Worries about regulation, costs and biosecurity have seen farmer confidence drop sharply in the latest Federated Farmers survey.
More than 1200 farmers responded to the July survey and a net 47.8% of them considered current economic conditions to be bad, down 55.6 points from January when a net 7.8% considered conditions to be good.
“That’s a huge drop in six months,” Federated Farmers president and trade/economy spokesperson Andrew Hoggard said.
“Obviously inflation and supply chain disruption fallout from covid and Russia’s invasion of Ukraine are part of it, but continued concern over the pace and direction of government reform and regulation, not to mention staff shortages, are also contributing to uncertainty and gloom,” he said.
A net 80.9% of respondents expect general economic conditions to worsen over the next 12 months, up 16.9 points on the January survey.
“That’s not inconsistent with the results from other business confidence surveys,” Hoggard said.
Farmers identified their top concerns as climate change policy and the ETS; regulation and compliance costs; input costs; and debt, interest, banks.
And with raised awareness of foot-and-mouth disease in Indonesia and Malaysia, biosecurity has rocketed up the list of top concerns that farmers want the government to address.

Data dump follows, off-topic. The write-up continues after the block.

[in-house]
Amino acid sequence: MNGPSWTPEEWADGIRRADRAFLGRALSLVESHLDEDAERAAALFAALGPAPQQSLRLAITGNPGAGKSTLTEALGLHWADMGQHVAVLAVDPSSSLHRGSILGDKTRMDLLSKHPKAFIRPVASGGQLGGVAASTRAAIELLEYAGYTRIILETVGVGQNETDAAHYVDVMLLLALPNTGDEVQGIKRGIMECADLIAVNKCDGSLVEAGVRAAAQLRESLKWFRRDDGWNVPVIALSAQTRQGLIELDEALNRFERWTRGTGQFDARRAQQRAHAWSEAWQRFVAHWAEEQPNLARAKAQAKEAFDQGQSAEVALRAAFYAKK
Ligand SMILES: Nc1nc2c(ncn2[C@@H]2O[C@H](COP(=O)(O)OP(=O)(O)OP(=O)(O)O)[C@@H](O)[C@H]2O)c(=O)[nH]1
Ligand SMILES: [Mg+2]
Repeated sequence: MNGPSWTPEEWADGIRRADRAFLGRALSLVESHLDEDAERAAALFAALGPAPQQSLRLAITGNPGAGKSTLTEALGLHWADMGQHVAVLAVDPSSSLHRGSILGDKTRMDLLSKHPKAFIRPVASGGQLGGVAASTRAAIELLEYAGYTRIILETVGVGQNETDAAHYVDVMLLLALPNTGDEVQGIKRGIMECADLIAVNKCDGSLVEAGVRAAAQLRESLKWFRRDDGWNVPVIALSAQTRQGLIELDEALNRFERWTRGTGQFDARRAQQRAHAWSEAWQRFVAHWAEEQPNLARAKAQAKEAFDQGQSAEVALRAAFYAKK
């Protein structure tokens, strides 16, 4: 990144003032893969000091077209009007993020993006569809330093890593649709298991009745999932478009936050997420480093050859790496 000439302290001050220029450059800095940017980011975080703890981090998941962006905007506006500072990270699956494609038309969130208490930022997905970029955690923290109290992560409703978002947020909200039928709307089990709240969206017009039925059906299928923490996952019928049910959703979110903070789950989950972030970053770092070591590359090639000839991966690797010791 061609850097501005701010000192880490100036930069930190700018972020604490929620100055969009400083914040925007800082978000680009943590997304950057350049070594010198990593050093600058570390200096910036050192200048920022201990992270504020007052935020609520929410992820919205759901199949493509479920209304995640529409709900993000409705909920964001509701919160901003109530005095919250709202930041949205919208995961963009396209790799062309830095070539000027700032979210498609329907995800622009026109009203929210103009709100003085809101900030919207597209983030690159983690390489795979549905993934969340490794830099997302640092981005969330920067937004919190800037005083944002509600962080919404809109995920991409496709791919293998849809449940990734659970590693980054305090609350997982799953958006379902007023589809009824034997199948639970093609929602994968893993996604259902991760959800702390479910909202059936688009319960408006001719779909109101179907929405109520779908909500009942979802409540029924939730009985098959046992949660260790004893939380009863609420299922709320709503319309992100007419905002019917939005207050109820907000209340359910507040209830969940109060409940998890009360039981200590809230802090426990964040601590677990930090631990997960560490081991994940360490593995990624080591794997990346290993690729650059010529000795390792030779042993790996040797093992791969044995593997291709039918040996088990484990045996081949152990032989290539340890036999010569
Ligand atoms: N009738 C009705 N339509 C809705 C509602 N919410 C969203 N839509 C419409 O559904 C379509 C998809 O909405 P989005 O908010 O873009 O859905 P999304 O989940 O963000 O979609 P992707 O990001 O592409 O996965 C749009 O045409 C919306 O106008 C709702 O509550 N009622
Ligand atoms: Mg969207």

Despite the slide in confidence, farmers’ profitability expectations haven’t taken as big a hit as might have been indicated.
A net 55% of respondents said they are currently making a profit – six points down on the January survey.
Looking out over the next 12 months, a net 53.1% of respondents expect their profitability to decline, up 11.9 points on the January 2022 survey, when a net 41.2% expected it to decline.
This is perhaps to be expected given the squeeze from higher input costs and a retreat from high commodity prices, Hoggard said.
“What’s also worrying is that for the first time in our survey’s history we’ve recorded a net negative score for production expectations. A net 0.5% of farmers who answered our questions expect their production to decline over the next 12 months, down 2.3 points on the January result.”
A net 54.6% of respondents expect their spending to increase over the next 12 months, slightly up on January, “but this will be due to inflation of input prices rather than spending on more goods and services”, Hoggard said.
With farmers – like other New Zealanders – having to pay more interest, a net 15.3% of survey respondents expect their debt to reduce over the next 12 months, down 15.6 points from the January survey when the figure was 30.9%.
The Feds survey indicates a slight easing in the labour market “but it’s still very tight”, Hoggard said. A net 44.3% of respondents reported it has been harder to recruit skilled and motivated staff over the past six months, down 4.3 points on the January survey.